New Delhi: The national security advisers of India and Pakistan met in secretly planned and closely guarded talks in Bangkok today after 16 months of failed attempts, signalling a new thrust by their Prime Ministers to re-engage after a handshake and sit-down chat in Paris last week.
The content and context of the talks, however, reflect subtle yet definite concessions by both sides, with India's apparent climb-down more pronounced, and effectively kill the road map Narendra Modi and Nawaz Sharif had laid out in Ufa, Russia, in July.
India had objected in August to the national security advisers (NSAs) discussing anything beyond terrorism. But Ajit Doval and his Pakistani counterpart Nasser Khan Janjua talked about "peace and security, Jammu and Kashmir and tranquillity along the Line of Control" apart from terrorism, according to a joint statement they issued in Bangkok.
The meeting comes two days before foreign minister Sushma Swaraj travels to Islamabad for a conference on rebuilding and securing Afghanistan. No Modi government minister has travelled to Pakistan so far.
Experts said today's meeting reflected a growing recognition in both establishments that the policy of not talking wasn't yielding dividends. The two countries' leaders also face pressure from the United Nations and common friends like America to return to a dialogue.
But the experts pointed to the Modi government's stop-start Pakistan policy to caution against inferring any long-term drive for peace talks with Islamabad.
"This is major and, frankly, the signals have been there for a while, especially as the realisation has dawned that not talking has diminishing returns," Happymon Jacob, international relations expert at Jawaharlal Nehru University, told The Telegraph.
"What we need to wait for, however, is consistency in this government's handling of Pakistan. That's been missing so far."
Today's meeting marks a departure from India's position on NSA-level talks since Modi and Sharif met in Ufa on the margins of the Shanghai Cooperation Organisation summit in July.
Foreign secretaries S. Jaishankar and Aizaz Ahmed Chaudhry, who were alongside Doval and Janjua in Bangkok today, had read out an agreement after the Ufa meeting, laying out three meetings the neighbours had agreed to hold.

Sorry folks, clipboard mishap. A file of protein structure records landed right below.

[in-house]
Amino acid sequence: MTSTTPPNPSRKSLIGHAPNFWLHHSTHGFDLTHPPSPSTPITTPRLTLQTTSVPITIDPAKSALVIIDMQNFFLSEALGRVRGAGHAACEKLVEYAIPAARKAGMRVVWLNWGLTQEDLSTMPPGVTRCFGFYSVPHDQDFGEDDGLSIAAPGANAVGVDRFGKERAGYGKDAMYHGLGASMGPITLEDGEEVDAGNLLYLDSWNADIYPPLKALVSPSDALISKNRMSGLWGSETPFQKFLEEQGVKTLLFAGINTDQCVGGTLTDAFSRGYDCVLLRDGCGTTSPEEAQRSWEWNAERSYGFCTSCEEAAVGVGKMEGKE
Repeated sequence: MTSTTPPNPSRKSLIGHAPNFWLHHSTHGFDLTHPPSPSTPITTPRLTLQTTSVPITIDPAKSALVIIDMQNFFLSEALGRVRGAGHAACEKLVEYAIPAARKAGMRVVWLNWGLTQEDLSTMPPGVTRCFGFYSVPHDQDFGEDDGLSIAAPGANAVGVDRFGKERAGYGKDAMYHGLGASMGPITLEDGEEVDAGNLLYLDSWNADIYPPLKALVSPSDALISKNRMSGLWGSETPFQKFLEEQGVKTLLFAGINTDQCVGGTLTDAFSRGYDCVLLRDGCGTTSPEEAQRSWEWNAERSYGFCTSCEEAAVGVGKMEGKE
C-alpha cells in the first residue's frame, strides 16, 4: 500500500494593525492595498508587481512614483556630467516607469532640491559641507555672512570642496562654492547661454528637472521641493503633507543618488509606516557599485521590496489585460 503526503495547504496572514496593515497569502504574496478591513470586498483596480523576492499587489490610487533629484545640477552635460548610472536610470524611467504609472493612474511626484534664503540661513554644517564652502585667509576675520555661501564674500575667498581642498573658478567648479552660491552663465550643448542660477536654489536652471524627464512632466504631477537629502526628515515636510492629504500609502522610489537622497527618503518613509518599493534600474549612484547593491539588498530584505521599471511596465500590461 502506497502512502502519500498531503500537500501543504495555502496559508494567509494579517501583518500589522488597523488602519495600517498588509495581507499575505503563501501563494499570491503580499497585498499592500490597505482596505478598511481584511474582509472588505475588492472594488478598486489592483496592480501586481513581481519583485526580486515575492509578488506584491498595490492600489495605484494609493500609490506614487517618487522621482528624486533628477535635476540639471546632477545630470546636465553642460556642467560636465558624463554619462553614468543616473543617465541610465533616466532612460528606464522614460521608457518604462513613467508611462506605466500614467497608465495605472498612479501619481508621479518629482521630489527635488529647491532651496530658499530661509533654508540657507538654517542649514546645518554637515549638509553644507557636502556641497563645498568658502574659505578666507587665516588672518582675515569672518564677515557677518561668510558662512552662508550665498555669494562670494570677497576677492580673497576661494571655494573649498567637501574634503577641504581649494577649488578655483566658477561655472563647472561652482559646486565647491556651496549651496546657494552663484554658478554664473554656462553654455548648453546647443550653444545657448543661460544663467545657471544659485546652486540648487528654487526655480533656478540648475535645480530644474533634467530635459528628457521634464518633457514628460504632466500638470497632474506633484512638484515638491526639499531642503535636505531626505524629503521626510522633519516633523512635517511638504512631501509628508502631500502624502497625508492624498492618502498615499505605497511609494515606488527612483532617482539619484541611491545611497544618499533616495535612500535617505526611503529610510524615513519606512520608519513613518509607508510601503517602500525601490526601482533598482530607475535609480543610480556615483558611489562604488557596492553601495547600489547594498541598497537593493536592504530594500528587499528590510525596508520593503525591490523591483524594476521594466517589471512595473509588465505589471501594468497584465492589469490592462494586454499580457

The first, a meeting between the NSAs, was on all matters related to terrorism.
When Islamabad insisted, ahead of a meeting scheduled for August 23 in New Delhi between Doval and his then Pakistani counterpart Sartaj Aziz, that Kashmir also figure on the agenda, India rejected the proposal.
Pakistan had also insisted that Aziz be allowed to meet Kashmiri separatist leaders while in New Delhi, and India had turned this down too.
The same demand had also killed the first attempts at NSA talks under Modi, in August 2014, when New Delhi drew a new "red line" for dialogue with Pakistan. Visiting Pakistani officials and leaders had for years earlier met Hurriyat leaders.
After days of hectic allegations and counter-allegations, Sushma had on August 22 this year laid out India's final position on the scheduled NSA-level talks the next day.
"Talks are only on if Pakistan gives a commitment tonight that Mr Aziz will not meet Hurriyat leaders and will not go beyond terrorism," Sushma told a media conference packed with over 200 journalists. "Otherwise, there will be no talks."
Less than four months later, the two NSAs today discussed Kashmir too, which Sushma had said India was ready to discuss but after the talks on terrorism. The foreign office had not explained the shift till late this evening.
Pakistan too has made a minor concession, but only on the location for the talks. By holding the talks in Bangkok, Pakistan has avoided a meeting between its NSA and Kashmiri separatists ahead of the dialogue.
Unlike India's shift, however, Pakistan can revert to its demand for a meeting with Kashmiri separatists if any future talks are planned in India.
Sunday's meeting also signalled the death of the Ufa road map. India had since July rooted any proposal for talks with Pakistan in the Ufa agreement.
But today, India and Pakistan did not even refer to the Ufa meeting or the agreement reached there as New Delhi shifted its position on talks.
Instead, Doval and Janjua referred to the brief Paris meeting between the Prime Ministers on the margins of the climate change conference there this past week.
Today's meeting, they said, was "pursuant to the meeting of the Prime Ministers of India and Pakistan in Paris".
A combination of pragmatic compulsions and largely behind-the-scenes progress between the neighbours had created the conditions for the fresh attempt at a thaw, officials and experts said.
Pakistan is hosting the South Asian Association for Regional Cooperation (Saarc) summit next November, and Modi has publicly and repeatedly talked about India's neighbourhood as his top foreign policy priority, making it hard for him to skip the conclave.
A thaw leading up to a Pakistan visit is critical for any Indian Prime Minister to carry domestic support with him.
Besides, America and the UN have been pressing India and Pakistan to return to talks. US deputy secretary of state Anthony Blinken is visiting both countries this week and is expected to nudge the neighbours towards a sustained dialogue.
And in September, the BSF and the Pakistan Rangers, the two paramilitary groups that guard the international border on the two sides, had agreed to coordinated patrolling, among a series of measures that Indian officials say could reduce tensions.